Word-Of-the-Week #655: Attention

February 23, 2017 by  

Attention – observation and awareness of one’s surroundings.

Did you find anything awe inspiring last week? Did it spur you to want to get out and experience nature? Would you believe that the feeling of awe actually has proven health benefits?

This is part 2 of Feeling Awe May Be the Secret to Health and Happiness from the Parade article by Paula Spencer Scott. She writes, “For years, only the “big six” emotions (happiness, sadness, fear, anger, disgust, surprise) got much scientific attention. “Awe was thought of as the Gucci of the emotion world—cool if you have it, but a luxury item,” says Arizona State University psychologist Michelle Shiota. “But it’s now thought to be a basic part of being human that we all need.”

Here’s what these “wizards of awe” are discovering:

  • Awe binds us together. It’s a likely reason human beings are wired to feel awe, Keltner says: to get us to act in more collaborative ways, ensuring our survival. Facing a great vista—or a starry sky or a cathedral—we realize we’re a small part of something much larger. Our thinking shifts from me to we.

Astronauts feel this in the extreme. They often report an intense, “far out” state of oneness with humanity when looking back at Earth, called the “overview effect,” says David Bryce Yaden, a researcher at the University of Pennsylvania. Our pale blue dot “looks small against the vastness of space and yet represents all that we hold meaningful,” he says. Call it a wow of astronomical proportions.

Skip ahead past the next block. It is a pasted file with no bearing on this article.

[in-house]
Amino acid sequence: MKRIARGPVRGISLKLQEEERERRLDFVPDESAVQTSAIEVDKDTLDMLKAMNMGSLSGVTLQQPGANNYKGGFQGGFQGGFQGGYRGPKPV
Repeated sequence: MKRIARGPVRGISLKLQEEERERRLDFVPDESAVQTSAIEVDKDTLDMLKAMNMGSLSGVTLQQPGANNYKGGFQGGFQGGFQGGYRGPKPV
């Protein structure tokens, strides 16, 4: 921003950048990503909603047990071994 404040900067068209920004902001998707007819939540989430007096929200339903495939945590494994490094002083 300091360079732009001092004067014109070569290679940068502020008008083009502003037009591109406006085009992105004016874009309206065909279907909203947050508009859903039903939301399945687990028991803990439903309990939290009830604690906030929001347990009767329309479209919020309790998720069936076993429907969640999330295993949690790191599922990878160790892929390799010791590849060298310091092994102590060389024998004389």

2.5 – Average number of times a week people feel awe.

(Photo Courtesy of long time subscriber and friend Bob McCormick who wrote, “Took attached photo from my front deck a few mornings ago.” How’s that for awesome?)

Awe helps us see things in new ways. Unlike, say, fear or excitement, which trip our “fight-or-flight” response, awe puts on the brakes and keeps us still and attentive, says Shiota. This “stop-and-think” phenomenon makes us more receptive to details and new information. No wonder Albert Einstein described feelings of awe as “the source of all true art and science.”

  • Awe makes us nicer—and happier. “Awe causes a kind of Be Here Now that seems to dissolve the self,” says social psychologist Paul Piff of the University of California, Irvine. It makes us act more generously, ethically and fairly.

In one experiment, subjects spent a full minute looking at either an impressive stand of North America’s tallest eucalyptus trees or a plain building. Not surprisingly, the tree-gazers reported higher awe. When a tester “accidentally” dropped pens in front of the subjects, the awestruck ones helped pick up way more than the others.

75% – How much awe is inspired by the natural world.

  • Awe alters our bodies. Awe is the positive emotion that most strongly predicts reduced levels of cytokines, a marker of inflammation that’s linked to depression, according to research from University of Toronto’s Jennifer Stellar. That suggests a possible role in health and healing, and may help explain the raft of recent studies that have linked exposure to nature with lower blood pressure, stronger immune systems and more. Researchers even wonder whether a lack of nature and other opportunities for feeling awe might add to the stresses and health damage that come from living in urban blight or poverty.

This week’s focus is paying attention to the awe around you and how it makes you feel. Would you like to be nicer and happier? Would you like to be more receptive to details and new information? Would you like to be as healthy as possible without taking prescription drugs?

Stay tuned – next week 7 Ways to Find Awe in Everyday Life!

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